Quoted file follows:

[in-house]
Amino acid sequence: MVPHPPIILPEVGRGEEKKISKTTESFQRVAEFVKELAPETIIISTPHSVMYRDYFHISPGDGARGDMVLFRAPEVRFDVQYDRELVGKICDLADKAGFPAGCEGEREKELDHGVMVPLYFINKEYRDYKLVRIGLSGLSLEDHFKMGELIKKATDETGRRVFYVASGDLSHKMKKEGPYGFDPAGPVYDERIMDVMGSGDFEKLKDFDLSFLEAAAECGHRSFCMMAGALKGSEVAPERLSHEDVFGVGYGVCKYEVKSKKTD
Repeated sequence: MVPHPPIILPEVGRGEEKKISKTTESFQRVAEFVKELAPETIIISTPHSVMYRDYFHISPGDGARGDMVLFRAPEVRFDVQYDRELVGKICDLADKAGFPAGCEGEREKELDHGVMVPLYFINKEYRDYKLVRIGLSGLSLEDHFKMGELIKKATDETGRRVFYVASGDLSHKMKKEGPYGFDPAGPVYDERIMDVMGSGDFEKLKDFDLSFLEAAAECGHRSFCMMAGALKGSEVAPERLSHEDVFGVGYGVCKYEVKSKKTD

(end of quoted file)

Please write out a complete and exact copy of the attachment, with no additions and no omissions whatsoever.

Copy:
[in-house]
Amino acid sequence: MVPHPPIILPEVGRGEEKKISKTTESFQRVAEFVKELAPETIIISTPHSVMYRDYFHISPGDGARGDMVLFRAPEVRFDVQYDRELVGKICDLADKAGFPAGCEGEREKELDHGVMVPLYFINKEYRDYKLVRIGLSGLSLEDHFKMGELIKKATDETGRRVFYVASGDLSHKMKKEGPYGFDPAGPVYDERIMDVMGSGDFEKLKDFDLSFLEAAAECGHRSFCMMAGALKGSEVAPERLSHEDVFGVGYGVCKYEVKSKKTD
Repeated sequence: MVPHPPIILPEVGRGEEKKISKTTESFQRVAEFVKELAPETIIISTPHSVMYRDYFHISPGDGARGDMVLFRAPEVRFDVQYDRELVGKICDLADKAGFPAGCEGEREKELDHGVMVPLYFINKEYRDYKLVRIGLSGLSLEDHFKMGELIKKATDETGRRVFYVASGDLSHKMKKEGPYGFDPAGPVYDERIMDVMGSGDFEKLKDFDLSFLEAAAECGHRSFCMMAGALKGSEVAPERLSHEDVFGVGYGVCKYEVKSKKTD